Patty said...

Dear Matt and Nicole,

In the first days and then weeks that I knew about Evie's condition, it would make me angry to nurse my baby. I didn't want to look at her sometimes because every time I did, I thought of Evie and how it wasn't fair. Sometime she is still a reminder to me of your daughter, and I say a prayer of thanksgiving, simultaneously questioning that prayer, questioning God.

I am honored and touched every time either of you comment on, talk about, listen to me talk about, or are around our kids. I can only imagine how hard it is or can be. And though I don't remember your Evie as often as you do, know that she is thought of often. (Something made me think of her today.)

As weird as this may (or may not) sound, the Orthodox also pray for the souls of their departed loved ones. We have a list of family names that we pray for regularly and submit a few times a year at various services for the departed. Evie Marie is and always will be on that list. She was prayed for a few weeks ago at the beginning of Lent.

Thank you for your reflections here. As the Orthodox aptly say, "May her memory be eternal."

We love you.

Anonymous said...

Thanks Matt & Nicole for letting us into your lives in such a special yet vulnerable way through this blog.

I entered a quilt shop last week and found myself in the back corner cubby of the shop in a section of baby quilts and clothes. Not realizing as I circled the shop that they even had a children's section, I was totally taken off guard as the waves of grief again swept over me. I had to leave the shop.

Thanks for sharing so sensitively because your honesty helps me know I am not alone in this struggle.

Mom "K"

Nicole said...


Thank you for your kind words! And thank you for the prayers.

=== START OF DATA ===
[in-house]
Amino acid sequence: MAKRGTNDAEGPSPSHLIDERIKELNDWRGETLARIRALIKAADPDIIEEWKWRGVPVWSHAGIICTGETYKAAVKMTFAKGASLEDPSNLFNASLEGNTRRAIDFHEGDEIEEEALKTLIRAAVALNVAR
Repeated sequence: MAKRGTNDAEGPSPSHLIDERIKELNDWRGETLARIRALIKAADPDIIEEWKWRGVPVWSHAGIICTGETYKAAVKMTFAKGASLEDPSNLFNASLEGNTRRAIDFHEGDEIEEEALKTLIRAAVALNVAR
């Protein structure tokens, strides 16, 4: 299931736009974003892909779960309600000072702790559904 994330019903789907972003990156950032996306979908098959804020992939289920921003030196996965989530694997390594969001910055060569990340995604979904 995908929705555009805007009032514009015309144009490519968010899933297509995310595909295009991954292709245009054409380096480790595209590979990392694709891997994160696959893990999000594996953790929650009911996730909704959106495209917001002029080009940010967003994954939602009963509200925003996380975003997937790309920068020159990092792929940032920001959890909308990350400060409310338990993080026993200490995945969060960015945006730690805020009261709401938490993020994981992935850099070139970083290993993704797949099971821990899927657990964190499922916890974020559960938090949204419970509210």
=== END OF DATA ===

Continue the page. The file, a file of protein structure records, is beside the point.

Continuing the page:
You are right, it can be hard in a conflicting way to be with your children. Since we love them and they are so cute they bring us joy, but then we grieve that our daughter will not be their playmate (at least not in this lifetime) as we had always hoped she would be. So yes, it is hard to be with babies, but still worthwhile (because they are our little friends too!).

Matt said...

I always thought it was a little cliche when people would try to comfort another by saying, "you're not alone." But now, being on the other side of it, I do realize how important it is to feel the companionship of others.

You're right, mom. We don't go it alone and that does make a difference.

Anonymous said...

I want to thank 'Mom K' for posting her thoughts. I, too, have moments when sadness and grief overwhelm me. One example: I usually lead worship for our Sunday morning service. A couple of weeks ago the closing song was 'Because He Lives'. I couldn't get through the second verse, which starts with 'How sweet to hold a newborn baby'. Even writing those words here brings tears to my eyes. Matt & Nicole, please be aware that we, as Evie's grandparents, are grieving with you and uphold you in prayer everyday.

Dad 'G'

Nicole said...